Ken Salazar 
                                                            United States Senator

Tuesday, October 30, 2007


Gov. Bill Ritter today released his proposed higher-education budget for fiscal 2008-09, which starts July 1. The proposal would increase overall state funding for Colorado's system of public higher education by $59.5 million – a boost of 8 percent over the current fiscal year.
The Governor's budget includes an increase of $48.6 million to support the state's universities, colleges and community colleges. These funds reach the schools in the form of both tuition stipends through the College Opportunity Fund and "fee for service" agreements between the schools and the Colorado Commission on Higher Education (CCHE).
The budget also: adds $7.3 million for need-based financial aid; restores cuts that were made in previous years to work-study funding by adding $1.7 million; and allocates an additional $800,000 for pre-collegiate programs and scholarships. This represents an increase of more than 10 percent for financial aid, and the increase to need-based financial aid will benefit more than 4,000 students.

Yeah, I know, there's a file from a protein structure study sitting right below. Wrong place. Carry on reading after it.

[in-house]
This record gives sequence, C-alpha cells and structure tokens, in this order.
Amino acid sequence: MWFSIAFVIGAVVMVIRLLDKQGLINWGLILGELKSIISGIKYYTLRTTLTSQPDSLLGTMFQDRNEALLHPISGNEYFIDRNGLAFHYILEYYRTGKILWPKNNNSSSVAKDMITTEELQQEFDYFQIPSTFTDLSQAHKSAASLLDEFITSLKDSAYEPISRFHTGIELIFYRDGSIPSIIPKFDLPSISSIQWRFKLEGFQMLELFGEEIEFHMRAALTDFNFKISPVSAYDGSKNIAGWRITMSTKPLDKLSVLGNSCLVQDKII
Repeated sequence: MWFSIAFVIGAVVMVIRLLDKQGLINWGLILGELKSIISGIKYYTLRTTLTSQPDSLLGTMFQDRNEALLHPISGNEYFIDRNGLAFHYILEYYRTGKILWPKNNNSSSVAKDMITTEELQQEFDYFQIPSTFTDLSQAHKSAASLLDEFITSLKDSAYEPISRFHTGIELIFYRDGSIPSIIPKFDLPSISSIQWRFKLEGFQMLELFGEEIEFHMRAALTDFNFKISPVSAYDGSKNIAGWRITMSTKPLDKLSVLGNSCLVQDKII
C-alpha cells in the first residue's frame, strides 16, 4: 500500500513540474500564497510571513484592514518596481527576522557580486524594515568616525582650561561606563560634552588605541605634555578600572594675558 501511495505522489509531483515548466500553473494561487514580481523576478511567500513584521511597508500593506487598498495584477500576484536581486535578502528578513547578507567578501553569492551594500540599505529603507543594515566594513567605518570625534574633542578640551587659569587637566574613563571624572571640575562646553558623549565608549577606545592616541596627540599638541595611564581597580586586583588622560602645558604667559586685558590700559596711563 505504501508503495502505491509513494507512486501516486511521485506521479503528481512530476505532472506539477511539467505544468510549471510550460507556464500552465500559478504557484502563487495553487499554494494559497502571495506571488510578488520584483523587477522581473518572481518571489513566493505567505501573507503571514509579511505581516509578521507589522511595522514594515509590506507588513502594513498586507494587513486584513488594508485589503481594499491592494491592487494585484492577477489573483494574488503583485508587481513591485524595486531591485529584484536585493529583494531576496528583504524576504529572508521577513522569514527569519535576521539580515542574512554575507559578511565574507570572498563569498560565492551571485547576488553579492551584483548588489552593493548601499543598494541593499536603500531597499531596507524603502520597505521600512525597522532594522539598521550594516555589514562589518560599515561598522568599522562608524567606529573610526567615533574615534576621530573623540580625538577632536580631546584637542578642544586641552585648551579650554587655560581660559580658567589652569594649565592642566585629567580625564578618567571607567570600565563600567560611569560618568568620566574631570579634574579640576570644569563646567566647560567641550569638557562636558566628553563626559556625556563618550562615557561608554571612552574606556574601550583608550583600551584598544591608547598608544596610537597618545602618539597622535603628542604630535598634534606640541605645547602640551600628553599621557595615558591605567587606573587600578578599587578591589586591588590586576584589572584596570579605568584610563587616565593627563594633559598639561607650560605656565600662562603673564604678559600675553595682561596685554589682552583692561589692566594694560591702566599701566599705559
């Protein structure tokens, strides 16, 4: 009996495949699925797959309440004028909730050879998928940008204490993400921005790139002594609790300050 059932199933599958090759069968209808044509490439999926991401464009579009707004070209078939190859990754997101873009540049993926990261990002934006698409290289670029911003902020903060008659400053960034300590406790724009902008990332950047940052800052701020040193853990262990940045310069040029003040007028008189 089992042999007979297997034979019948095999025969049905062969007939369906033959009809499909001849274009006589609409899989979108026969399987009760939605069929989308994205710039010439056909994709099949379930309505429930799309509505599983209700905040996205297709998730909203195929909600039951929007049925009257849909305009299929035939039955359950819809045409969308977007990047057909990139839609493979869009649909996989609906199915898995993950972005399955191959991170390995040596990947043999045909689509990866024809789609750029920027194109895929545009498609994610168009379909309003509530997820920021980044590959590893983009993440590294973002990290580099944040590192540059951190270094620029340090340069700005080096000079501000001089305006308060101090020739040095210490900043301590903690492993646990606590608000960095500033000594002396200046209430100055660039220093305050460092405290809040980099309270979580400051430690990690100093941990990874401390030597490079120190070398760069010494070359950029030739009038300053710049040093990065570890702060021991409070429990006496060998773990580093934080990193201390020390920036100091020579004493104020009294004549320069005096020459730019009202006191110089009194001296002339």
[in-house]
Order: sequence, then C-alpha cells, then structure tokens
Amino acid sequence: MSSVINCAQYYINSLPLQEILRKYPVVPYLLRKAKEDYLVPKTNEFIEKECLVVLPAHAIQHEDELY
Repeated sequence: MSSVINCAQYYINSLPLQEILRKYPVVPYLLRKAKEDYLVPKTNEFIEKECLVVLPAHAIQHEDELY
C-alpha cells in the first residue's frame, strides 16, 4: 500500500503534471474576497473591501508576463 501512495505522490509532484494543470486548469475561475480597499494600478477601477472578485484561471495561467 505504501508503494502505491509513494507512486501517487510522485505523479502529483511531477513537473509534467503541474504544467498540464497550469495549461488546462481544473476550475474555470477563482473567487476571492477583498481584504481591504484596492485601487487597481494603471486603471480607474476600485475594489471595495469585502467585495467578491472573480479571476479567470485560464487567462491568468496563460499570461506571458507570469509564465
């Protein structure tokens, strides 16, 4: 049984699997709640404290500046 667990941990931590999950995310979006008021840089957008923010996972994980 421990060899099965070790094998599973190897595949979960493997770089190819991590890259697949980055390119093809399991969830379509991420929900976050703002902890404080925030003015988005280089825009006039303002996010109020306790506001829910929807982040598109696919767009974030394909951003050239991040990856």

The CCHE is scheduled to review the budget proposal at 10 a.m. Thursday at Mesa State College in Grand Junction
"The economic health of the state is directly tied to our post-secondary education system." Gov. Ritter said. "A major part of the equation is affordability. By restoring funding levels to the work study program, increasing financial aid, and providing additional funding for scholarships, we are creating opportunities and keeping college as affordable and accessible as possible to all Coloradans. At the same time, we continue to dig higher education out of the financial hole it fell into during the recession."
The FY08-09 proposal follows Gov. Ritter's FY07-08 higher-ed funding plan, which provided an additional $52.1 million in state support, a 7.5 percent increase over FY06-07.
"The Governor's budget clearly demonstrates the value he places on higher education," said Department of Higher Education Executive Director David Skaggs. "Our competitive edge in a global, 21st century economy depends on a vibrant post-secondary education system. With this budget proposal, the Governor is stretching every dollar available to higher-ed as far as it will go."